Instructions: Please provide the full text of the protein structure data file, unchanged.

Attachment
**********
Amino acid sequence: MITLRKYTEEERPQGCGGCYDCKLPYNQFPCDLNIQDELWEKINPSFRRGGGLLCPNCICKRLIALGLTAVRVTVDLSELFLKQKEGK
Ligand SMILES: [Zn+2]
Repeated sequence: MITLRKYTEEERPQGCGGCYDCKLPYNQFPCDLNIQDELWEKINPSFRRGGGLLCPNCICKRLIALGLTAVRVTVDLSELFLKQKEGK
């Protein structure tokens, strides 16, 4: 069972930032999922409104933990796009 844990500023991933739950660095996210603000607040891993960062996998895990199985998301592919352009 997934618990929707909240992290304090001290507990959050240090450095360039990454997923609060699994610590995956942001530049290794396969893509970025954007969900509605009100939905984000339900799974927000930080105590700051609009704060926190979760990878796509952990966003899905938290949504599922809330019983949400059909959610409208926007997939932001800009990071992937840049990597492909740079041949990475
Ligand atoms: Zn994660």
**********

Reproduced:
Amino acid sequence: MITLRKYTEEERPQGCGGCYDCKLPYNQFPCDLNIQDELWEKINPSFRRGGGLLCPNCICKRLIALGLTAVRVTVDLSELFLKQKEGK
Ligand SMILES: [Zn+2]
Repeated sequence: MITLRKYTEEERPQGCGGCYDCKLPYNQFPCDLNIQDELWEKINPSFRRGGGLLCPNCICKRLIALGLTAVRVTVDLSELFLKQKEGK
């Protein structure tokens, strides 16, 4: 069972930032999922409104933990796009 844990500023991933739950660095996210603000607040891993960062996998895990199985998301592919352009 997934618990929707909240992290304090001290507990959050240090450095360039990454997923609060699994610590995956942001530049290794396969893509970025954007969900509605009100939905984000339900799974927000930080105590700051609009704060926190979760990878796509952990966003899905938290949504599922809330019983949400059909959610409208926007997939932001800009990071992937840049990597492909740079041949990475
Ligand atoms: Zn994660």